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REPORT | EUROPE’S CLIMATE AND ENERGY OUTLOOK – Now that the ink on COP21 is dry

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Friends of Europe’s 2016 Energy and Climate Summit took place in Brussels at the end of an extraordinary few weeks in climate politics. The Paris Agreement, the landmark 2015 climate deal, reached the required threshold for ratification, many years earlier than anyone anticipated. A long-anticipated agreement to cut emissions from aviation was also made. A global deal was also made to phase out hydrofluorocarbons (HFCs), one of the most harmful greenhouse gases.

But the Summit also took place in the context of a European Union that is grappling with a number of serious challenges, including Brexit, frosty relations with Russia, limited progress on the Energy Union and the ongoing weaknesses of European economies.

The Paris Agreement offers an opportunity to reset climate policy to meet the targets agreed at the COP21 climate conference, and the EU is working on several measures, including reforms to the Emissions Trading Scheme (ETS) and efforts to stimulate innovation.

While representatives of the business community were supportive of a higher carbon price, they warned of the ongoing importance of protecting carbon-intensive industries from competition from outside Europe.

It is also important to build European industries in new, low-carbon technologies such as energy storage and low-carbon transport. But this is not just a question of technological innovation. It also requires new business models and financing arrangements, such as the EU’s European Fund for Strategic Investments (EFSI) and Innovfin, the European Investment Bank’s fund for innovative companies.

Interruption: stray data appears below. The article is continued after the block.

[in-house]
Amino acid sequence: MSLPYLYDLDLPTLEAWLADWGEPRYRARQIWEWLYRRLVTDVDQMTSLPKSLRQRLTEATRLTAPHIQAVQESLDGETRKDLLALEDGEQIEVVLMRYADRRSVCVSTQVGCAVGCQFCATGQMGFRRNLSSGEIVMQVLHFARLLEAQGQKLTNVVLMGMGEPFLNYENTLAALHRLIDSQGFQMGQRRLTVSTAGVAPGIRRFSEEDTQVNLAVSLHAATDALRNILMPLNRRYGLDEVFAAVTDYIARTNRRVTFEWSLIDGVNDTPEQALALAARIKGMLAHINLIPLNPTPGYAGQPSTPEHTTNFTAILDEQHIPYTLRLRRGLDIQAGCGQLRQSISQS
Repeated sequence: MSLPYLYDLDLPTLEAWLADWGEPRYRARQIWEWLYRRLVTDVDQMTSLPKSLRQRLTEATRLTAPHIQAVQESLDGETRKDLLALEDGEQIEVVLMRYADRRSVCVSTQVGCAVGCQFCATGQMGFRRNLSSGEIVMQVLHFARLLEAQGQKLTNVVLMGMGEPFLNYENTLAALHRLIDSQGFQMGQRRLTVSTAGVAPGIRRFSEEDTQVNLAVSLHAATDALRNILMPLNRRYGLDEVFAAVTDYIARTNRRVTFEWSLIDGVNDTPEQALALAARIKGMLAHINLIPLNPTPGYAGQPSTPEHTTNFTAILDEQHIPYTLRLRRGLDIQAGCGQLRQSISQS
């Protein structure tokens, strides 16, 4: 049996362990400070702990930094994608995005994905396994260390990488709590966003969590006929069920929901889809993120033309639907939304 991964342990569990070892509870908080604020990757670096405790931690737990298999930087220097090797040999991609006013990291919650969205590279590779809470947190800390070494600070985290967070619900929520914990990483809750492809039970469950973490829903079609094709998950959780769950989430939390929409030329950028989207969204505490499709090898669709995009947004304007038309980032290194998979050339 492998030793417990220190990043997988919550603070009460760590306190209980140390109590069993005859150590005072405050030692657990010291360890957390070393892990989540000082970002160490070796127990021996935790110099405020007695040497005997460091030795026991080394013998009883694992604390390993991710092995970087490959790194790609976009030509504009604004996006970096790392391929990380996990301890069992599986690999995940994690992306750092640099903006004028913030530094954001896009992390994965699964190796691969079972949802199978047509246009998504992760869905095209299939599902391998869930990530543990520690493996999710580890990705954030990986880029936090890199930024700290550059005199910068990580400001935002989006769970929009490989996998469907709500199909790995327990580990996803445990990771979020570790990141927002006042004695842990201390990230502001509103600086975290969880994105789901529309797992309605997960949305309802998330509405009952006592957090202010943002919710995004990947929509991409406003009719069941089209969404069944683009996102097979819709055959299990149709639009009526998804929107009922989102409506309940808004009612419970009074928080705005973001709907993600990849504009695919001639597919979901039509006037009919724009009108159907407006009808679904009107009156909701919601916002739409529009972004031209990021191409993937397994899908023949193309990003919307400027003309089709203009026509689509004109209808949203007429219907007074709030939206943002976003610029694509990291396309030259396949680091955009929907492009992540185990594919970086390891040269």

The summit heard that Europe does not have to decide between decarbonisation and energy security. Instead, cutting emissions will help to make Europe more energy secure by reducing demand for imported fossil fuels.

While home-grown renewable energy will be important, the key to cutting carbon while increasing security of supply is energy efficiency. But Europe is currently missing out on massive opportunities because policymakers are obsessed with the supply side and continue to ignore the potential of demand management. Cutting demand will not only reduce emissions and consumer bills, it will also cut the amount of new capacity that is needed.

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You may also wish to view the event page of the Summit, which includes podcasts and the photo gallery.

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